(20) new ones. We can gain even more insight taking an example with analytic solution, for example, a Gaussian beam. Taking u(Q, x) = exp(— x2/2), we have that its Fourier transform is given then by 5(0, kx) = exp(—k2/2), and after apply the inverse Fourier transform to Eq.(1.16), we obtain:. for long distances, we can observe that the intensity envelope is given by |u|2 a exp(— x2/(l + z2)), and hence the beam width grows as: x = x0Vl + x2,. (1.18). where x0 is in this case the initial minimum beam width. Thus diffraction modify the width and amplitude of the initial intensity envelope. We can also use a plane wave to explore the diffraction relation, so using &(x, y) = exp(i(kxx + kyy)), and substituting in Eq.(1.12), we get: k2 \ =- ,. (1.19). where k2 = k2 + k2; the velocity of group (Vg) if given by: V9 = § = k,. (1.20). thus our "dispersion" of diffraction term (D), is given in this case by:. and from this expression, we can see that in the case of spatial optical beams, we will have always a positive diffraction, contrary to the case of propagation of light pulses in fiber optics, where is possible to have either positive or negative dispersion [20]. Now we will focus on the action of the pure nonlinear term of the NLSE, so neglecting the diffraction effects in the NLSE, we get: r\. i-^ = ±F(I)u,. (1.22). several different models have been used for the functional F(7), being the most common functional the Kerr nonlinearity [6]; in this model, we have: F(/) = / = H 2 ,. (1.23). other example is the case of the saturation model that corresponds to a two-level atomic system (model that was introduced more than 25 year ago) and is used to characterize,.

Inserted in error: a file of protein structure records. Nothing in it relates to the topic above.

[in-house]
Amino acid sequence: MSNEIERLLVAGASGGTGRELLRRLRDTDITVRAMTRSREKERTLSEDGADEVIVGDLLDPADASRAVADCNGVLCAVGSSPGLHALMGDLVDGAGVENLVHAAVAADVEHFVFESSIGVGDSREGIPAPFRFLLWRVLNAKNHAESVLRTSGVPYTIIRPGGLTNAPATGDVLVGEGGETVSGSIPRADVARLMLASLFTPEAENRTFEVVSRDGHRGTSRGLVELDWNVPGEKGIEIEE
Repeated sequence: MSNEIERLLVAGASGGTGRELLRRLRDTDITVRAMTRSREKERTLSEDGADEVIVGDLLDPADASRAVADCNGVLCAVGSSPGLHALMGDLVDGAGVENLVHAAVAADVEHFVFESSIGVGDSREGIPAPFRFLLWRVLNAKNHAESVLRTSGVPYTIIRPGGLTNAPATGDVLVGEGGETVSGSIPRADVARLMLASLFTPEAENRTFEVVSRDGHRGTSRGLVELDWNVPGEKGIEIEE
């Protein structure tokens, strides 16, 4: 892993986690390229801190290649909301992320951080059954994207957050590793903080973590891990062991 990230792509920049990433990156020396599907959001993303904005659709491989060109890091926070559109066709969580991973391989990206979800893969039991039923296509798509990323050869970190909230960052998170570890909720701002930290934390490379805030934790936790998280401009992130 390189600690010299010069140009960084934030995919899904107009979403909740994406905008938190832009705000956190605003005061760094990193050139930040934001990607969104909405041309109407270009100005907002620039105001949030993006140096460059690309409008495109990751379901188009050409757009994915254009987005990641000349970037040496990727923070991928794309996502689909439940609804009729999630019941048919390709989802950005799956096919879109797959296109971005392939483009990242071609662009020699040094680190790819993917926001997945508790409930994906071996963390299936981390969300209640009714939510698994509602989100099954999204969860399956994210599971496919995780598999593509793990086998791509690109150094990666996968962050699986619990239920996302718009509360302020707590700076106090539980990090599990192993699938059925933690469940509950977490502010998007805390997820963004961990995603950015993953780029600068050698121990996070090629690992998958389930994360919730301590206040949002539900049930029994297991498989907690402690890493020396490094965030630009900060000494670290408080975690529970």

(21) for example, photorefractive materials like LiNb03 [21], [22], in this case the functional F(I) takes the form: (1-24) u another example of the different kind of nonlinearities is the known as competing nonlinearity, which is used as example for PTS (p-toluene sulfonate) crystals that are working in the region close to 1600 nm, this nonlinearity has the following cubic-quintic form [23]: = n 2 |u|2 + n 3 H 4 , (1.25) where n-i and n$ have opposite signs. There are many others kinds of nonlinearities and in the followings sections we will introduce a Kerr nonlinearity but with the special characteristic to be nonlocal. It is important to remark that the NLSE equation in its general form does not admit analytical solutions, and hence, to study the NLSE, is of fundamental importance the use of some approximative methods such as variational or perturbation methods, as well as the use of numerical methods (such as the split step Fourier Method) to check the properties suggested by the approximative methods mentioned before. To study now the action of the pure nonlinear term, we have to solve: i ^ = ±F(I)u,. (1.26). in this case, the differential equation can be solve directly, thus, as a general solution we get: u(z,x) = tt(0,Oexp(=FiF(7», (1.27) from this general solution we can appreciate that a pure nonlinear term will just affect the phase of our beam, letting invariant the intensity. In other words, the action of a pure nonlinear term is to add new spatial frequency components. We can appreciate this using a Fourier transform to obtain the spatial frequency representation. Setting u(Q, x) = exp(— £ 2 /2), and besides using a Kerr medium, F(I) = I = |u| 2 , we have the following approximation for very short propagation distances (z <C 1)[24]: (1.28) here we can see that a new component in the frequency space is created, so the nonlinear term broads the spatial frequency components of our initial beam. We have analyzed diffraction and nonlinearity individually, and while the diffraction seems just to affect the amplitude of the beam, the nonlinearity seems to just affect the phase, and hence it is not yet clear how both phenomena can compensate each other, so there is still open the question: how is possible that exists a balance between diffraction and nonlinearity, allowing soliton formation? To answer this interrogant, it is of great help to consider another point of view: remembering how light is confined by optical.